Figure 9: Solidified lime mortar binding previously emptied joints.

So…What’s next?

While continuing with the refurbishment of the old stone walls, we are learning-by-doing, experimenting with innovative yet traditional, environmentally friendly techniques and materials, seeking to produce new knowledge and validate this with experts’ advice. Drawing on the many permaculture and urban agriculture initiatives from all around Portugal, the next step will see us researching and planning for the layering and system design of the green roof. Stay tuned for our next article (!), more of our learnings will be shared soon.

Sources:

[1] The EngineShed (n.d.). “How to make lime mortar repairs”. [Online] available at: https://www.engineshed.scot/building-advice/common-problems/how-to-make-lime-mortar-repairs/#site-practice (last accessed: March 2019).

[2] Ecolime (2018). “What Is Lime Mortar?”. [Online] available at: https://ecolime.co.uk/what-is-lime-mortar (last accessed: March 2019).

[3] Bokan Bosiljkov, V. (2001). “The use of industrial and traditional limes for lime mortars” in: Historical Constructions, P.B. Lourenço, P. Roca (Eds.). Guimarães, 2001. Retrieved from: http://www.csarmento.uminho.pt/docs/ncr/historical_constructions/page%20343-352%20_26_.pdf.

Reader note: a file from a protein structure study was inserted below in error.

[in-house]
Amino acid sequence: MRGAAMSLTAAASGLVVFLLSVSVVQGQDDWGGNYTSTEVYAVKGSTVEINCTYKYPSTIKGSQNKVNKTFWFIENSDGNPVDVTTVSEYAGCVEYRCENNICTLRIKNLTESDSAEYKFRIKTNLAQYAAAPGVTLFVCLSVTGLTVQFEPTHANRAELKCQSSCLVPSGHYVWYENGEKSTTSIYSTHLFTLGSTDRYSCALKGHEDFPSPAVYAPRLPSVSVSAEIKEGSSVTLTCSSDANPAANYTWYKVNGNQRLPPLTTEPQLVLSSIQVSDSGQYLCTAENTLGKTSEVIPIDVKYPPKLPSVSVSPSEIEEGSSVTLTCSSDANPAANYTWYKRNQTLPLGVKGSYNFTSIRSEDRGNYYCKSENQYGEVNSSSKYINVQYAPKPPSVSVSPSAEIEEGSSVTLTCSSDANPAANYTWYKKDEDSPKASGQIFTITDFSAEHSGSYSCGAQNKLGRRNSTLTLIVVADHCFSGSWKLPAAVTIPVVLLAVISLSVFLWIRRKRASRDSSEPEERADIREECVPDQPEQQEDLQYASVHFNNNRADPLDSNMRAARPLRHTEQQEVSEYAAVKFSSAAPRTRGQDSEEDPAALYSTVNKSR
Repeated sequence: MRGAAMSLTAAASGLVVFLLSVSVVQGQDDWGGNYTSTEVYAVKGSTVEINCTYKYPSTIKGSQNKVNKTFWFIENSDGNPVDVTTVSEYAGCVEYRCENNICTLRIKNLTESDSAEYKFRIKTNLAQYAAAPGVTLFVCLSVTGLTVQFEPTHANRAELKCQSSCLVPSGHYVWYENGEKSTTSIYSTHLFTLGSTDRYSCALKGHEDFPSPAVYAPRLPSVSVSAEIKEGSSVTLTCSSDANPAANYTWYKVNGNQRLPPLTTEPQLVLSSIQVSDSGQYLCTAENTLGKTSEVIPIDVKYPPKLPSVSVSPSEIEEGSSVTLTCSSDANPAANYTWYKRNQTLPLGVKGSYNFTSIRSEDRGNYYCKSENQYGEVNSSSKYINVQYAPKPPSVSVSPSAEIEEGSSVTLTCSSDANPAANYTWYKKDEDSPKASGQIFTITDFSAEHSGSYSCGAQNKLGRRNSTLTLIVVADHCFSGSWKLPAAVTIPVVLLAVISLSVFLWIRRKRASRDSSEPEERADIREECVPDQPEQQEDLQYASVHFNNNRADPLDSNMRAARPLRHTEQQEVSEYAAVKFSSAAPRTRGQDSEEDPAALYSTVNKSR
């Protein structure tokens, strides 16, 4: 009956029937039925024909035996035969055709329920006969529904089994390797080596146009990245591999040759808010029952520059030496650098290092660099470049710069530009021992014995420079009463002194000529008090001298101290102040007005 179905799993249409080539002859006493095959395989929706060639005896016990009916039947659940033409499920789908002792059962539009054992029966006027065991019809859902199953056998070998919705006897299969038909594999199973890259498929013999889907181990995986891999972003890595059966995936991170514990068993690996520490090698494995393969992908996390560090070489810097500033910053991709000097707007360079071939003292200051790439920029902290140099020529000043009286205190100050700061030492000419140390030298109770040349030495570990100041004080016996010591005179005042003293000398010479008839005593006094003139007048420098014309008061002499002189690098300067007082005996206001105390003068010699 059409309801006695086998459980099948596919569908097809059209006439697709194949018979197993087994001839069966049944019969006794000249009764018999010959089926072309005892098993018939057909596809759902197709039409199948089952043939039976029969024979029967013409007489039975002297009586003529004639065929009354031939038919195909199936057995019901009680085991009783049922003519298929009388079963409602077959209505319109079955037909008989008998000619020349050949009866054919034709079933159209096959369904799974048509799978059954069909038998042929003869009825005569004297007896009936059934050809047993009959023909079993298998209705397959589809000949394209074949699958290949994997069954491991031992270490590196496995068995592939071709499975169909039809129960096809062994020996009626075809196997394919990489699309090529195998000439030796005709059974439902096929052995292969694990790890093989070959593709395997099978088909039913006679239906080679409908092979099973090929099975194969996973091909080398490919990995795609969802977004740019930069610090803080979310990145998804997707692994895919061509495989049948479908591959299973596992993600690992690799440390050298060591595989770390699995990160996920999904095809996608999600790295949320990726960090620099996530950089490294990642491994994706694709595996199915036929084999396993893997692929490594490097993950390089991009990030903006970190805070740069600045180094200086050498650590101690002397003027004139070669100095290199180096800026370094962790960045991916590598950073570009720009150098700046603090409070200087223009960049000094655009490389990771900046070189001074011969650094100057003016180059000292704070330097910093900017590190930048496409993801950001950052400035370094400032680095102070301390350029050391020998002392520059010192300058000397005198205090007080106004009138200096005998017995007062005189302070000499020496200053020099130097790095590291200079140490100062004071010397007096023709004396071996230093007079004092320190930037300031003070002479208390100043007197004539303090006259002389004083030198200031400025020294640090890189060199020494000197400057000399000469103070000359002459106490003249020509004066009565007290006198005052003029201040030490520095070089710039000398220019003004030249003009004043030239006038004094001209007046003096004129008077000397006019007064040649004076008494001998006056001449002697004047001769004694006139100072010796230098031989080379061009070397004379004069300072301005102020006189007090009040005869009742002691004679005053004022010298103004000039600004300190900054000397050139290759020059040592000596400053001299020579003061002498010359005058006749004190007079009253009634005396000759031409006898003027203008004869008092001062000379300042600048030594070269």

*** To know more about mortars and walls refurbishment:

[4] Moulis, C. (2018). “Quelques Réflexions et Questions Autour des Mortiers : Pose, Plasticité, Inclusions, Représentations” (in French), Traverse, 26 March, 2018. [Online] available at:https://chantiers.hypotheses.org/1055 (last accessed: March 2019).

[5] Roman Concrete (n.d.). “The Roman Pantheon: The Triumph of Concrete”. [Online] available at: http://www.romanconcrete.com/ (last accessed: March 19).

[6] ARTE.Tv (2015). “Guédelon renaissance d’un château médiéval” (in French). Full documentary available from Youtube: https://www.youtube.com/watch?v=gbiVEY2l9cw (last accessed: March 2019).

Figures:

Figure 7: Azichem (n.d.). “CALCESANA: Cal Hidráulica Natural” (in Portuguese). [Online] taken from: http://www.azichem.pt/produtos/calcesana/10/(last accessed: March 2019).

Liked it? Take a second to support our reseach on Patreon!